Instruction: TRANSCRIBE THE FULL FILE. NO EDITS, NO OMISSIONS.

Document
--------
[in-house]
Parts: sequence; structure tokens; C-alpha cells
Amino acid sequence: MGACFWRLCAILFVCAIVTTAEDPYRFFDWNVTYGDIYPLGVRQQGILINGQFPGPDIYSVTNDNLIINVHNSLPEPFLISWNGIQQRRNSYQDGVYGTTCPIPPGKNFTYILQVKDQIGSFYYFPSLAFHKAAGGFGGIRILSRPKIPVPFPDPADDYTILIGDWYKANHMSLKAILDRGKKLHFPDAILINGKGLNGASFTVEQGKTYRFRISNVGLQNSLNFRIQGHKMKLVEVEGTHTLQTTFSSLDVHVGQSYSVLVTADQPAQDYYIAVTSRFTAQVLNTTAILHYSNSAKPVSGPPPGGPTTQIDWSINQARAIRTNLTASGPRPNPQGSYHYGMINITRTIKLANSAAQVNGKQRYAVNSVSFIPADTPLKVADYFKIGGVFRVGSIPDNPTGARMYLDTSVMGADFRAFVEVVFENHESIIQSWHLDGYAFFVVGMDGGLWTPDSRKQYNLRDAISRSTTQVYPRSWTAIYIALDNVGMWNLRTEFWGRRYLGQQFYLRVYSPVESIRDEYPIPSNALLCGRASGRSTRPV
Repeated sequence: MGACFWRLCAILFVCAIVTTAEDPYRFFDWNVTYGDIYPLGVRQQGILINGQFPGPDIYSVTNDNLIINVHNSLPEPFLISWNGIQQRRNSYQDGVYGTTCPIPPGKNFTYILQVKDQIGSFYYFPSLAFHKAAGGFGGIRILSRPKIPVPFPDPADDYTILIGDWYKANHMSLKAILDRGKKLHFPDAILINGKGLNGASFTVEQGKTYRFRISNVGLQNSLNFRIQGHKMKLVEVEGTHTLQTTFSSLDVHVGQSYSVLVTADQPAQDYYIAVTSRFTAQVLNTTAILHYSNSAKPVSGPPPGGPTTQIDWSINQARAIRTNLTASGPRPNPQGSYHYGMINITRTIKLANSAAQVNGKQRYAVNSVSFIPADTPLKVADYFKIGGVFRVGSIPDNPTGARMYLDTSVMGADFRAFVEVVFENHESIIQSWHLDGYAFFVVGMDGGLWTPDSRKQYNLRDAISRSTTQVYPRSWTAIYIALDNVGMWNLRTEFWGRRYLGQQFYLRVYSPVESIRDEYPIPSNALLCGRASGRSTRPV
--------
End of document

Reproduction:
[in-house]
Parts: sequence; structure tokens; C-alpha cells
Amino acid sequence: MGACFWRLCAILFVCAIVTTAEDPYRFFDWNVTYGDIYPLGVRQQGILINGQFPGPDIYSVTNDNLIINVHNSLPEPFLISWNGIQQRRNSYQDGVYGTTCPIPPGKNFTYILQVKDQIGSFYYFPSLAFHKAAGGFGGIRILSRPKIPVPFPDPADDYTILIGDWYKANHMSLKAILDRGKKLHFPDAILINGKGLNGASFTVEQGKTYRFRISNVGLQNSLNFRIQGHKMKLVEVEGTHTLQTTFSSLDVHVGQSYSVLVTADQPAQDYYIAVTSRFTAQVLNTTAILHYSNSAKPVSGPPPGGPTTQIDWSINQARAIRTNLTASGPRPNPQGSYHYGMINITRTIKLANSAAQVNGKQRYAVNSVSFIPADTPLKVADYFKIGGVFRVGSIPDNPTGARMYLDTSVMGADFRAFVEVVFENHESIIQSWHLDGYAFFVVGMDGGLWTPDSRKQYNLRDAISRSTTQVYPRSWTAIYIALDNVGMWNLRTEFWGRRYLGQQFYLRVYSPVESIRDEYPIPSNALLCGRASGRSTRPV
Repeated sequence: MGACFWRLCAILFVCAIVTTAEDPYRFFDWNVTYGDIYPLGVRQQGILINGQFPGPDIYSVTNDNLIINVHNSLPEPFLISWNGIQQRRNSYQDGVYGTTCPIPPGKNFTYILQVKDQIGSFYYFPSLAFHKAAGGFGGIRILSRPKIPVPFPDPADDYTILIGDWYKANHMSLKAILDRGKKLHFPDAILINGKGLNGASFTVEQGKTYRFRISNVGLQNSLNFRIQGHKMKLVEVEGTHTLQTTFSSLDVHVGQSYSVLVTADQPAQDYYIAVTSRFTAQVLNTTAILHYSNSAKPVSGPPPGGPTTQIDWSINQARAIRTNLTASGPRPNPQGSYHYGMINITRTIKLANSAAQVNGKQRYAVNSVSFIPADTPLKVADYFKIGGVFRVGSIPDNPTGARMYLDTSVMGADFRAFVEVVFENHESIIQSWHLDGYAFFVVGMDGGLWTPDSRKQYNLRDAISRSTTQVYPRSWTAIYIALDNVGMWNLRTEFWGRRYLGQQFYLRVYSPVESIRDEYPIPSNALLCGRASGRSTRPV